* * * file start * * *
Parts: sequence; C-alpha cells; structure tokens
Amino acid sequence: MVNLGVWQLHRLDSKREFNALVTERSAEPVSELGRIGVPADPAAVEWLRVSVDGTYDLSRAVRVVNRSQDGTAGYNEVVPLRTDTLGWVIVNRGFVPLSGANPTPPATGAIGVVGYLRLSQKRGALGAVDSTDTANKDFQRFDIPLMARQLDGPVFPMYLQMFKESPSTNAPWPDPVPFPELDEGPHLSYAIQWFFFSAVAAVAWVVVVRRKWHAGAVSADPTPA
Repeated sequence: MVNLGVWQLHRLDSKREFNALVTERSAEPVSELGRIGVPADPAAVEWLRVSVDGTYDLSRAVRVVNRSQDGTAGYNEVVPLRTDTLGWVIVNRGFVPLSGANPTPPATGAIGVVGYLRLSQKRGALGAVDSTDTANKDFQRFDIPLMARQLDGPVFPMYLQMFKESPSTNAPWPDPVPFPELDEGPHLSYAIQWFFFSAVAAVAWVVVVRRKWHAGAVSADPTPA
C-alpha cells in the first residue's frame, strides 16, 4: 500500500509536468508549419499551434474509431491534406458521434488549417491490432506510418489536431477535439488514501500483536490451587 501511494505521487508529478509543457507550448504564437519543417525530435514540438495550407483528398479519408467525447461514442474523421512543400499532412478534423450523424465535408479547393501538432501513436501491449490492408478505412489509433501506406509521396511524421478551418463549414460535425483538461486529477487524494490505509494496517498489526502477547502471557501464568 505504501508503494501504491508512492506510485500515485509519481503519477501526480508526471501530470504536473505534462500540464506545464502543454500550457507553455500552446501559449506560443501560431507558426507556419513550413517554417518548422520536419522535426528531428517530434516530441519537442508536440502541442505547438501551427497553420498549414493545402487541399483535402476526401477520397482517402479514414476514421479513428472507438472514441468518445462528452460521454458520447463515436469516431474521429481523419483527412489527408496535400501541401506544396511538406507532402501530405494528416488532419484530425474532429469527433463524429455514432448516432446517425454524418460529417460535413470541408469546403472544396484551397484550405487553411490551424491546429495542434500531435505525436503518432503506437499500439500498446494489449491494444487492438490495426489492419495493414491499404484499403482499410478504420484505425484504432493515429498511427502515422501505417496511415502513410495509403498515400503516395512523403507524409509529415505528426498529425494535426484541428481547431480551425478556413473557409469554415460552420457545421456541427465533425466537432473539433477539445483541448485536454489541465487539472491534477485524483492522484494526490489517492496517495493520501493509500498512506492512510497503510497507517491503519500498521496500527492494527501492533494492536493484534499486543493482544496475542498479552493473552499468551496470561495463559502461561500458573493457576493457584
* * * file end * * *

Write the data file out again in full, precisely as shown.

Parts: sequence; C-alpha cells; structure tokens
Amino acid sequence: MVNLGVWQLHRLDSKREFNALVTERSAEPVSELGRIGVPADPAAVEWLRVSVDGTYDLSRAVRVVNRSQDGTAGYNEVVPLRTDTLGWVIVNRGFVPLSGANPTPPATGAIGVVGYLRLSQKRGALGAVDSTDTANKDFQRFDIPLMARQLDGPVFPMYLQMFKESPSTNAPWPDPVPFPELDEGPHLSYAIQWFFFSAVAAVAWVVVVRRKWHAGAVSADPTPA
Repeated sequence: MVNLGVWQLHRLDSKREFNALVTERSAEPVSELGRIGVPADPAAVEWLRVSVDGTYDLSRAVRVVNRSQDGTAGYNEVVPLRTDTLGWVIVNRGFVPLSGANPTPPATGAIGVVGYLRLSQKRGALGAVDSTDTANKDFQRFDIPLMARQLDGPVFPMYLQMFKESPSTNAPWPDPVPFPELDEGPHLSYAIQWFFFSAVAAVAWVVVVRRKWHAGAVSADPTPA
C-alpha cells in the first residue's frame, strides 16, 4: 500500500509536468508549419499551434474509431491534406458521434488549417491490432506510418489536431477535439488514501500483536490451587 501511494505521487508529478509543457507550448504564437519543417525530435514540438495550407483528398479519408467525447461514442474523421512543400499532412478534423450523424465535408479547393501538432501513436501491449490492408478505412489509433501506406509521396511524421478551418463549414460535425483538461486529477487524494490505509494496517498489526502477547502471557501464568 505504501508503494501504491508512492506510485500515485509519481503519477501526480508526471501530470504536473505534462500540464506545464502543454500550457507553455500552446501559449506560443501560431507558426507556419513550413517554417518548422520536419522535426528531428517530434516530441519537442508536440502541442505547438501551427497553420498549414493545402487541399483535402476526401477520397482517402479514414476514421479513428472507438472514441468518445462528452460521454458520447463515436469516431474521429481523419483527412489527408496535400501541401506544396511538406507532402501530405494528416488532419484530425474532429469527433463524429455514432448516432446517425454524418460529417460535413470541408469546403472544396484551397484550405487553411490551424491546429495542434500531435505525436503518432503506437499500439500498446494489449491494444487492438490495426489492419495493414491499404484499403482499410478504420484505425484504432493515429498511427502515422501505417496511415502513410495509403498515400503516395512523403507524409509529415505528426498529425494535426484541428481547431480551425478556413473557409469554415460552420457545421456541427465533425466537432473539433477539445483541448485536454489541465487539472491534477485524483492522484494526490489517492496517495493520501493509500498512506492512510497503510497507517491503519500498521496500527492494527501492533494492536493484534499486543493482544496475542498479552493473552499468551496470561495463559502461561500458573493457576493457584